In Interior Design, Pretty Is Pervasive

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“Pretty” is an adjective in the design world that, for the last decade, has become much maligned. Synonymous with a superficial, skin-deep attractiveness, “pretty” has been snarled out as an aesthetic insult, cast upon and spat upon like a shunned leper—somehow capable of mass contagion. Sworn to be devoid of substance, “pretty” has become a lightning rod of derision, a descriptive concept avoided at all costs. Smothered by the arbiters of chic, cool, fabulous, stunning, contemporary and classic, “pretty” has demurely stepped aside and permitted the self-promotional bullies of design cognoscenti to obliterate it from visual vocabulary.However, with the passing of Mrs. Paul Mellon, the subsequent exhibition that amounts to truckloads of furnishings, art, tableware, textiles and accessories from seven homes, and Sotheby’s commitment to a four-week exhibition period, five floors of exhibition real estate and a number of catalogs thicker than the old-fashioned New York City telephone book (both white and yellow pages combined), “pretty” has reentered the design vocabulary with Category 5 impact. Despite a certain esoteric New York antiquarian quoted as “only being able to bid on five lots—nothing there really for me,“ New Yorkers and the world at large were entranced by the nearly 2,000 lots, bidding their prices up to 10 times or more their initial estimates.

Mrs. Paul Mellon, or “Bunny” as she was referred to, was a woman of “sophistication, expertise, sensibility and intelligence,” a philanthropist and above all a devoted horticulturist and botanist. “Legendary for her impeccable taste,” said I.M. Pei, who noted that “Mrs. Mellon has the combination of sensitivity and imagery with the best professionals.”

Referring to the 2,000 lots sold to benefit her foundation, Sotheby’s described Mrs. Mellon’s possessions this way: “Together this selection stands as testament to the phenomenal sensibility, judgment and taste of Rachel Lambert Mellon, one of the great connoisseurs and collectors of the 20th century.”

And I would say that Mrs. Mellon has unintentionally reintroduced the graceful nature of “pretty” with this enormous retrospective to an audience hungry for the uplifting prettiness of the White House Rose Garden, the intimate prettiness of her toile de jouy sitting rooms, the sweeping prettiness of her espaliered fruit tree tunnel, and exquisite prettiness of her porcelain collections.

For example, her taste in chairs tended to be from the more restrained yet elegant period of Louis XVI, painted in well-weathered French gray-white, pointing toward an unfussy lightness. If she chose Italian furnishings, they would lie in the late-18th-century neoclassic period with attenuated lines. The Italian furnishings, juxtaposed with her Giacometti tables, allowed one to understand Mrs. Mellon’s attraction to thin graceful lines. Even when her tastes veered into the rococo, an effortless, perfect prettiness of line and carvings was always in evidence. Her cream-painted standing bookcase, constructed of thin dowels and trimmed with a wavy wooden rick-rack (Nancy Lancaster provenance) was a pretty confection of architectural display.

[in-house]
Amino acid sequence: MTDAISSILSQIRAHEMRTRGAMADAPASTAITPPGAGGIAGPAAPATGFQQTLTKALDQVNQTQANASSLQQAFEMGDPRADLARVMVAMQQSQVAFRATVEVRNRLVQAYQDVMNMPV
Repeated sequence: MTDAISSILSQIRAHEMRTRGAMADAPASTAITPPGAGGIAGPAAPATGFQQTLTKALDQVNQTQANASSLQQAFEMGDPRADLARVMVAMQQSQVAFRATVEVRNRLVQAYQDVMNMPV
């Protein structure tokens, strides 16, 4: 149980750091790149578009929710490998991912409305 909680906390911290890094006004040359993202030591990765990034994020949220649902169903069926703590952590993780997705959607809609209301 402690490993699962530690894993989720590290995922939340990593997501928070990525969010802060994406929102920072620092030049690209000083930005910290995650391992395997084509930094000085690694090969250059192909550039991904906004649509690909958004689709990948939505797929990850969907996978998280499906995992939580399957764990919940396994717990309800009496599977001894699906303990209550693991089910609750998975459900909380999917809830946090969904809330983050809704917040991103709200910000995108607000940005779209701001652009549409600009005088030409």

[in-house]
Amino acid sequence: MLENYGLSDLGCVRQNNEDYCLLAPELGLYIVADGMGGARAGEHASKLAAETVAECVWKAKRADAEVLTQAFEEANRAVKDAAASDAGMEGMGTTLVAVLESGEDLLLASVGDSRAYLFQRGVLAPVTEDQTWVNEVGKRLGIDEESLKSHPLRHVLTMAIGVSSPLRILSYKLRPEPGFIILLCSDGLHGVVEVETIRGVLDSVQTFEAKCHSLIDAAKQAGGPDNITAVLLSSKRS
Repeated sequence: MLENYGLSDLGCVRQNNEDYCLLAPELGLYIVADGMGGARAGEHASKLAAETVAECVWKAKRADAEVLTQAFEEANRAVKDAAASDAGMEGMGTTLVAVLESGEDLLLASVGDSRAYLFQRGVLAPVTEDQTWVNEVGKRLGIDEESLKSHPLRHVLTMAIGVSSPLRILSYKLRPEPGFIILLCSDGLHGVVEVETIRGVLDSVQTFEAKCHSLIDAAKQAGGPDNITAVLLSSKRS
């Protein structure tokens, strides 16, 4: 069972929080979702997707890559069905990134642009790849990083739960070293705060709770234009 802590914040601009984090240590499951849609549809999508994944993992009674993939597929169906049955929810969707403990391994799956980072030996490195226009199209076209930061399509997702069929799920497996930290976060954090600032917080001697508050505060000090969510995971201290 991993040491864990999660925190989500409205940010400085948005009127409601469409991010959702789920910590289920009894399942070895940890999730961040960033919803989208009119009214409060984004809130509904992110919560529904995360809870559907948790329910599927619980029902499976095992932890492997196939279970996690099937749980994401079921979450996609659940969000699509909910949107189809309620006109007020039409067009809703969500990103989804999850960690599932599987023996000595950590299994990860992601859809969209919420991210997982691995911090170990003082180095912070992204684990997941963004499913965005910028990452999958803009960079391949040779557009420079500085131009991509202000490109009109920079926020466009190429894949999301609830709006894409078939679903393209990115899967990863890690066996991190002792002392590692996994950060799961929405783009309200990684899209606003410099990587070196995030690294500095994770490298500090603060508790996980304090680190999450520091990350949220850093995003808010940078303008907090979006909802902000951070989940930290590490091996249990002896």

Her carpets, garlanded with flowers and wreaths of botanicals, were very pretty. Her kilims and Aubussons were effervescent. And collection after collection of American hooked rugs, scattered and layered about, were the quintessence of pretty. The tureens and boxes molded in the shapes of asparagus bundles, cauliflower, melons (of course!), cabbages and squash, gorgeously glazed and lavishly detailed, were a revelation. A collection of this scale and quality has seldom been seen outside the great houses of Europe.

Then there was the china and porcelain collection. In this contemporary world, where the laxity and sterile efficiency of daily life has deemed fine china and porcelain a thing of the past, even steadfast modernists yearned. Meissen ornithological plates of such beautifully hand-painted detail, articulating every feather and scattered with pretty insects, were irresistible, along with a spectacular Wedgwood bone china dinner and dessert service. Finely painted scenes of English country house views lightly centered in a field of translucent bone china and delicately traced in gold held one captive with its prettiness. Even the Delftware bowls, canisters and candlesticks, which can by their nature show a clunky side, displayed a lightness of being. Since the dealers of porcelain and china have thinned their ranks, perhaps the voracious adulation of the exquisite Mellon collection will whet appetites enough to revitalize and increase their ranks.

Along with the collector’s edition catalog, featuring pictures of the intact rooms in each of Mrs. Mellon’s homes, Sotheby’s produced life-size images of these light-filled, inviting and pretty rooms. Whether in New York, Virginia, Nantucket, Antigua or Paris, her sense of pretty was pervasive.

Though I have heard several comments as to this collection’s meandering through a mid-20th-century sensibility—no longer current—I disagree. This exhibition’s heart lies in a light calm where one can breathe freshly. Hopefully its civilized gentle prettiness can challenge the random sharpness of today’s brash and facile eclecticism. This is not mere nostalgia. And I hardly suggest reproductions of this original viewpoint, but I hope for a recognition of its flawless delicacy, its gift of serenity, its acknowledgment and appreciation of history and craft, and its informed connoisseurship along with the appreciative moniker of prettiness.

This sensibility is imbued with simplicity and peace. What more could interior design wish for?

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